Monday, May 10, 2010
CLEANSING OF THE POOR
Delhi is already the metropolitan city where cost of living is at the highest in the country. The escalating prices of essential commodities, especially of food items, made the life miserable even for the middle class sections. Though price hike is felt across the country, delihiites suffer more than the people in any other state, as there is no proper mechanism evolved by the government to intervene in the market or to effectively check hoarding etc. For example, in Kerala, the southernmost State of India, Tur Dal was selling at Rs.35-00 while at the same period the price of the same product was between Rs.90-00 to Rs.100-00 in Delhi. Kerala is a food deficit state and totally depends on other states for its procurement of food commodities. The State Government could arrest the spiraling prices to certain extent by ensuring distribution of pulses and cereals through Public Distribution System. However, instead of taking steps to curb price hike, the Delhi government in its last Budget increased tax on almost everything. The VAT was increased from 12.5% to 20% that would further increase the prices of all commodities in the city. Subsidy on the Gas cylinder was withdrawn and CNG was brought under VAT, that was excluded previously. The ticket charges of DTC were increased by 50% and Delhi Metro too substantially increased their charges. The government justifies the additional levies on the requirement of funds towards infrastructure development for the forthcoming Common Wealth Games. A game at the expense of the life of common people!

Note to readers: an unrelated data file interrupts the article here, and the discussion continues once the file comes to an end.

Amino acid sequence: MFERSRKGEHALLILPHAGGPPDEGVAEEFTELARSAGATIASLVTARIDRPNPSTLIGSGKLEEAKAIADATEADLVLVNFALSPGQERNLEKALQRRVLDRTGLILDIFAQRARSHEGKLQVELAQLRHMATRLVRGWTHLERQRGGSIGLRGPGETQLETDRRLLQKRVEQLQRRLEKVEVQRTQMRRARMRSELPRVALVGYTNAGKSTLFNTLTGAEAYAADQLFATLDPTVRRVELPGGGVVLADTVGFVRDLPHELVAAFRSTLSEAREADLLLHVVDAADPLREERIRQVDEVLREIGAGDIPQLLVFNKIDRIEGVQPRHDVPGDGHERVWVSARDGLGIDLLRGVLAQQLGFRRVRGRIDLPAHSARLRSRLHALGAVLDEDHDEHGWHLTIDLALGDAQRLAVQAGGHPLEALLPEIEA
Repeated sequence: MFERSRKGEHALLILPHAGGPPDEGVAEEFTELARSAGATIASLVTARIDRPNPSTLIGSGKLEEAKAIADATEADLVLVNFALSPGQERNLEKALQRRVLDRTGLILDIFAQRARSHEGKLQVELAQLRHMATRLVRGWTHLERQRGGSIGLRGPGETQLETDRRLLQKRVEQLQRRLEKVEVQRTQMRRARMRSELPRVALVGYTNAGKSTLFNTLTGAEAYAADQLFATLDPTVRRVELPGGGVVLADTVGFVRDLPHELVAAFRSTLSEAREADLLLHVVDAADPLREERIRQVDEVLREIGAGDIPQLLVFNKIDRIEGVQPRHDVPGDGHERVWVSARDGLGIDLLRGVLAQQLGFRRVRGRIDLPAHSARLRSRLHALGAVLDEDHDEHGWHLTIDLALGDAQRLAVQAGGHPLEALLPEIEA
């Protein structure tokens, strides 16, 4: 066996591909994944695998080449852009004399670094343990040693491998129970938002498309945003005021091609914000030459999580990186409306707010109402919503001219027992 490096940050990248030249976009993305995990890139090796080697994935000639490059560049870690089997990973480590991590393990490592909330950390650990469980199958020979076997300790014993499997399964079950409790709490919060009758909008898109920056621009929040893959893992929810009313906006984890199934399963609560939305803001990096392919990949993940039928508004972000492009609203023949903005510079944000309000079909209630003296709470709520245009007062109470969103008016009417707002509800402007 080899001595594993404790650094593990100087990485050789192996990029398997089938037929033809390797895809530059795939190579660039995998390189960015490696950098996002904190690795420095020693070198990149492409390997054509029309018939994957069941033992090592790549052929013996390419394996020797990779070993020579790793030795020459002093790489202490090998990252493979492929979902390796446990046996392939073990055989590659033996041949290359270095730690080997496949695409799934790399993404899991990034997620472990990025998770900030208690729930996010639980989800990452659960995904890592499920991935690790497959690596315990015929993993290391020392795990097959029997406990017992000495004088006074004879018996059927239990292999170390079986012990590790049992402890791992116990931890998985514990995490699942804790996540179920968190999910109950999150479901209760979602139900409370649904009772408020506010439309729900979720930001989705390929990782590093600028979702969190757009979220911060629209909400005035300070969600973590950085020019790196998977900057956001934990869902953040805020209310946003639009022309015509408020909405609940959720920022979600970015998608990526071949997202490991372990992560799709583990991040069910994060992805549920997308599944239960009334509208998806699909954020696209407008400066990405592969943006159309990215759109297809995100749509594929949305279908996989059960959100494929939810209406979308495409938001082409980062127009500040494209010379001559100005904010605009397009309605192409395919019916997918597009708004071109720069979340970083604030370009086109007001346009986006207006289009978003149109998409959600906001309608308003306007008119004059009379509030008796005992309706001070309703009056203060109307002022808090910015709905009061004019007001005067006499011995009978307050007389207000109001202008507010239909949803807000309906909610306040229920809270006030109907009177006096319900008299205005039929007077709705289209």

Now the government is talking about increasing the tariff of electricity keeping in abeyance the suggestion of the Delhi Electricity Regulatory Commission to slash the tariff in view of the surplus profit the private distribution companies made after the privatization of power sector in the State. But the State Government stand is dubious, as it only helps the private profiteers. Any elected government’s primordial duty is to protect the interest of the people who elected them to power. The Chief Minister declared that the people of Delhi are rich enough to pay any increase in the power tariff. The message is clear, she dreams of a World Class City inhabited by world class people, the wealthy who can afford its high living costs, cleansed off the poor.
The Chief Minister and the former Mayor of Delhi made public their displeasure on the increasing number of migrants in the city that they rued for the worsening civic conditions. These political leaders forget that migration from the poor rural areas is a creation of themselves. A result of the uneven development pattern, where some pockets are pampered while neglecting other areas. This has undoubtedly created unrest among sections and vested interests try to exploit the situation to their narrow political interests. Raj Thackray’s MNS and Shiv Sena built their political fiefdom raising tirade against the migrants. If the target was the South Indians in the 60s, it is now the migrants from Bihar and UP in Mumbai. However, owing to political compulsions, Shiela Dixit or national political parties like Congress and BJP cannot take an open stand as the MNS or Shiv Sena. But there are more novel ideas to chase away the poor, particularly the migrant labourers.
Migrants are the worst affected by the high living costs as they are lowest paid and without a dwelling place of their own. The rents of the houses are also subjected to periodical upward hike. Going by the current rate of increase in the cost of living in Delhi, it would soon become impossible for large sections of poor people to sustain, forcing them to return to the places they came from. Thus the ‘World Class City’ may be cleansed of the poor, leaving it exclusively for the use of the moneyed ‘World Class People’.